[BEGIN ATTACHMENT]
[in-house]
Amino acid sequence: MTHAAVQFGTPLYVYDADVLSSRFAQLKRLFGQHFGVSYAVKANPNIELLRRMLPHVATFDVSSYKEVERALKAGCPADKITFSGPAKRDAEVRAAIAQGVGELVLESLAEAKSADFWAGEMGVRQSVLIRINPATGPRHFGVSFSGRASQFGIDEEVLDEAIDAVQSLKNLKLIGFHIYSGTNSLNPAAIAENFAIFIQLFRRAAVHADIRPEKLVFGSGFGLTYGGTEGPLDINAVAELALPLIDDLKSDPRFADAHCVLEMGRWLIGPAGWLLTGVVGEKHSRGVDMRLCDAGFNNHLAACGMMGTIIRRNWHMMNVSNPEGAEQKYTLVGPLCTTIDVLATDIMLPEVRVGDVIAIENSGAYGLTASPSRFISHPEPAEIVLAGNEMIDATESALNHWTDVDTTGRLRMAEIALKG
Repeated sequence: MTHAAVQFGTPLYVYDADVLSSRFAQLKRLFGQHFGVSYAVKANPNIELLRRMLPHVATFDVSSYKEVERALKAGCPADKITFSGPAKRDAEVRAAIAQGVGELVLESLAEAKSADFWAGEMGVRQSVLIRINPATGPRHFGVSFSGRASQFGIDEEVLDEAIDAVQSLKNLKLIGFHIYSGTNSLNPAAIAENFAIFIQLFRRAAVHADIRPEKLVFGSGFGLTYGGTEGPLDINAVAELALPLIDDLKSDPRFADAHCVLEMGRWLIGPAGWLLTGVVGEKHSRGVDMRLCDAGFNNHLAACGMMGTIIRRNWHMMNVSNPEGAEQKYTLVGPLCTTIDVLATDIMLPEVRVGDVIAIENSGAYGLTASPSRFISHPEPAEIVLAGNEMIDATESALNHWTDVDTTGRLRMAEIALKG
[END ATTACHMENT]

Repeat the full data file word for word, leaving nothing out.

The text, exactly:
[in-house]
Amino acid sequence: MTHAAVQFGTPLYVYDADVLSSRFAQLKRLFGQHFGVSYAVKANPNIELLRRMLPHVATFDVSSYKEVERALKAGCPADKITFSGPAKRDAEVRAAIAQGVGELVLESLAEAKSADFWAGEMGVRQSVLIRINPATGPRHFGVSFSGRASQFGIDEEVLDEAIDAVQSLKNLKLIGFHIYSGTNSLNPAAIAENFAIFIQLFRRAAVHADIRPEKLVFGSGFGLTYGGTEGPLDINAVAELALPLIDDLKSDPRFADAHCVLEMGRWLIGPAGWLLTGVVGEKHSRGVDMRLCDAGFNNHLAACGMMGTIIRRNWHMMNVSNPEGAEQKYTLVGPLCTTIDVLATDIMLPEVRVGDVIAIENSGAYGLTASPSRFISHPEPAEIVLAGNEMIDATESALNHWTDVDTTGRLRMAEIALKG
Repeated sequence: MTHAAVQFGTPLYVYDADVLSSRFAQLKRLFGQHFGVSYAVKANPNIELLRRMLPHVATFDVSSYKEVERALKAGCPADKITFSGPAKRDAEVRAAIAQGVGELVLESLAEAKSADFWAGEMGVRQSVLIRINPATGPRHFGVSFSGRASQFGIDEEVLDEAIDAVQSLKNLKLIGFHIYSGTNSLNPAAIAENFAIFIQLFRRAAVHADIRPEKLVFGSGFGLTYGGTEGPLDINAVAELALPLIDDLKSDPRFADAHCVLEMGRWLIGPAGWLLTGVVGEKHSRGVDMRLCDAGFNNHLAACGMMGTIIRRNWHMMNVSNPEGAEQKYTLVGPLCTTIDVLATDIMLPEVRVGDVIAIENSGAYGLTASPSRFISHPEPAEIVLAGNEMIDATESALNHWTDVDTTGRLRMAEIALKG